Grimaldi was referring to a case last year in which Cote, a federal rate court judge in New York, ruled against ASCAP in a closely watched case and found that SONY/ATV and Universal Music were in violation of the consent decree after they tried to cut their own deals with Pandora. The ruling was considered a win for Pandora.Last week a federal appeals court in Manhattan rejected ASCAP's appeal in the case, and the decision was seen as another defeat for publishers and songwriters.
In her ruling, Cote had left unchanged the royalty rate Pandora must pay ASCAP to use its music, at 1.85% of Pandora's revenue. ASCAP had wanted a rate of 3%.
Under the consent decrees, ASCAP and BMI cannot refuse licenses to music outlets that request them, and their rate agreements are subject to approval by two federal judges in rate court proceedings in the event of a disputes.
According to industry sources, the DOJ is considering modifying the consent decrees to give publishers such as SONY/ATV and Universal more flexibility to partially withdraw and negotiate directly with services such as Pandora to seek higher payments.
"Our payments to songwriters are the fastest-growing segment of Pandora's royalty payments, increasing by 49% in 2014, and we expect those payments will be far greater in 2015 as we continue to rapidly monetize our business," said Grimaldi, who said songwriters garner great promotional value from having their music on Pandora.
Although publishing royalties pose a challenge for Pandora, the company pays most of its royalties to music labels and recording artists to broadcast their music -- which is at the heart of a Copyright Review Board proceeding, which in December 2015 will set royalty rates covering Internet radio services from 2016 to 2020.
Record labels, represented by SoundExchange, proposed a roughly 25% percent increase in the official rate, to 25 cents to 29 cents per 100 streams, while Pandora proposes it pay significantly less.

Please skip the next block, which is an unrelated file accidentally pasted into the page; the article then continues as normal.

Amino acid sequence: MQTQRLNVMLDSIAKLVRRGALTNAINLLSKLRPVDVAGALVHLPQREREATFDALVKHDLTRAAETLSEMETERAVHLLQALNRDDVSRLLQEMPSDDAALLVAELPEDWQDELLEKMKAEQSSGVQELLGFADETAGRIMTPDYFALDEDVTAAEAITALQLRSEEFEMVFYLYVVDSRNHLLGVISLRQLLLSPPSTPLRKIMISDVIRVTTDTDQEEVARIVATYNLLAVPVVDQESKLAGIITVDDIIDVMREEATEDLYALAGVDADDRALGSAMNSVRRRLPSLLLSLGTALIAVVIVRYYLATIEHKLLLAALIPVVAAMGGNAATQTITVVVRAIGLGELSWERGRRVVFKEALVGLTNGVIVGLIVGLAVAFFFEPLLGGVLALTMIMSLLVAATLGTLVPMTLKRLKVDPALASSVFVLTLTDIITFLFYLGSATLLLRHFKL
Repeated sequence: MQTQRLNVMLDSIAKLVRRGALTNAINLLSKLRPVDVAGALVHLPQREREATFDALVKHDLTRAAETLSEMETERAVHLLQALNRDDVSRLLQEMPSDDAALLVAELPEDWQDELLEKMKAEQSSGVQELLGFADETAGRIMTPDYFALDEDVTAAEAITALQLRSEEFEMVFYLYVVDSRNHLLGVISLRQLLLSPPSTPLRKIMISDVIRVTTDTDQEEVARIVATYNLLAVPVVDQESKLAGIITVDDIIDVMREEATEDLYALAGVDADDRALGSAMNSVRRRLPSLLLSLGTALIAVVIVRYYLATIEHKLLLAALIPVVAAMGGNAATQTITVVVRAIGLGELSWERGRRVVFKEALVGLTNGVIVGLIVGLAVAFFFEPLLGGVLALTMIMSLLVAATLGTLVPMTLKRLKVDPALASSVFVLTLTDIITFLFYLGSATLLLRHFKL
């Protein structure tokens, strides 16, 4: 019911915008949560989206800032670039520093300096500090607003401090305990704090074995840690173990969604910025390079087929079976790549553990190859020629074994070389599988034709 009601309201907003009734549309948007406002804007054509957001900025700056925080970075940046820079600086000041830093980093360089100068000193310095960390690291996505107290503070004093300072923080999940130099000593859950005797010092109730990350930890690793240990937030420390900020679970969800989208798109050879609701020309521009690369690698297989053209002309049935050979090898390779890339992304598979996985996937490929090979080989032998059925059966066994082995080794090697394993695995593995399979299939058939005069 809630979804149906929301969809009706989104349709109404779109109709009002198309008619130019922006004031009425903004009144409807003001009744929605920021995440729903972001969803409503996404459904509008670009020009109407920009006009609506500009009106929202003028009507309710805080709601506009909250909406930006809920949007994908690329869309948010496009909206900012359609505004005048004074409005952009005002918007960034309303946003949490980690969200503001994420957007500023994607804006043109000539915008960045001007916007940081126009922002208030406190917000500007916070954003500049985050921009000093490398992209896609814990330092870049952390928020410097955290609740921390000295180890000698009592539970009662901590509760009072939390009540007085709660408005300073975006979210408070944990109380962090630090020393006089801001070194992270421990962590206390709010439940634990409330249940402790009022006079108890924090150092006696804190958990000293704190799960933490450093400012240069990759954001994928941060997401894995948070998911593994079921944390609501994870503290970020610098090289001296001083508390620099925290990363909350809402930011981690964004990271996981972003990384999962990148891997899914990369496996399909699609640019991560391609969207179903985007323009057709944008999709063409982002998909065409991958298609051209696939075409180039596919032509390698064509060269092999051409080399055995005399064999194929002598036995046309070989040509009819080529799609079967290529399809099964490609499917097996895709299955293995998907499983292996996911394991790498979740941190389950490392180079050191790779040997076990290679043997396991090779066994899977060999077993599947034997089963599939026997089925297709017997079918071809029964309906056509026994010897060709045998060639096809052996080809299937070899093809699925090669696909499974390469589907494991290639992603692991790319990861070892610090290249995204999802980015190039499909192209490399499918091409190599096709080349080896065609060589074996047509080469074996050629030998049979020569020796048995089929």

Barton Crockett, FBR has a price target of 11 for Pandora, and said this in a note:
"While we think that the service has solid revenue potential, we also see meaningful risk of a much higher cost structure emerging from the Copyright Royalty Board process that will set performance royalty fees from 2016 to 2020. Pandora's proposed rate is close to its current rate, which would allow Pandora, over time, to hit its target for content costs at or below 40% of revenue. We believe, however, that there is a reasonable likelihood that rates get set substantially above Pandora's expectations, which could cause a significant decline in equity value, prompting our cautious stance."
James Goss, analyst with Barrington Research, said increasing royalties for Pandora, which recently reported a first-quarter loss $48.3 million, or 23 cents a share, could strain the company further.
"Royalties are Pandora's biggest cost," said Goss. "Moving too far away from the current structure may not be a desirable outcome for the artists either if something too onerous were to occur to Pandora and put it out of commission."
Casey Rae, chief executive officer of The Future of Music Coalition in Washington, warned against changes that could hamper Pandora's growth. "For songwriters to get paid, the music has to be played. If Webcasting is not viable, there's a whole side of the marketplace that will evaporate," he said.